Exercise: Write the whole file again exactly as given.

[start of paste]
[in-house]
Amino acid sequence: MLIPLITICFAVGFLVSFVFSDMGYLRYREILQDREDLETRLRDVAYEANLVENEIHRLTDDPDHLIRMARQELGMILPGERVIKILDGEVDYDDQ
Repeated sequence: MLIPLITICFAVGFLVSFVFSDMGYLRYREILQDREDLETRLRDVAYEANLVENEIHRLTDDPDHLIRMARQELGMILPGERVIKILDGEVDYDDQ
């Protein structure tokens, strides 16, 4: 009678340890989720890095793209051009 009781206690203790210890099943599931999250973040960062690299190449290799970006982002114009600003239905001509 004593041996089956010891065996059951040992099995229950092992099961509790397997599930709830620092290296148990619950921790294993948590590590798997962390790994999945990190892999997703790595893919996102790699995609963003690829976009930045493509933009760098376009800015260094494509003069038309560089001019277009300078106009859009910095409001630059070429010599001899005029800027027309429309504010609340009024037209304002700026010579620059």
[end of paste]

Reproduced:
[in-house]
Amino acid sequence: MLIPLITICFAVGFLVSFVFSDMGYLRYREILQDREDLETRLRDVAYEANLVENEIHRLTDDPDHLIRMARQELGMILPGERVIKILDGEVDYDDQ
Repeated sequence: MLIPLITICFAVGFLVSFVFSDMGYLRYREILQDREDLETRLRDVAYEANLVENEIHRLTDDPDHLIRMARQELGMILPGERVIKILDGEVDYDDQ
């Protein structure tokens, strides 16, 4: 009678340890989720890095793209051009 009781206690203790210890099943599931999250973040960062690299190449290799970006982002114009600003239905001509 004593041996089956010891065996059951040992099995229950092992099961509790397997599930709830620092290296148990619950921790294993948590590590798997962390790994999945990190892999997703790595893919996102790699995609963003690829976009930045493509933009760098376009800015260094494509003069038309560089001019277009300078106009859009910095409001630059070429010599001899005029800027027309429309504010609340009024037209304002700026010579620059």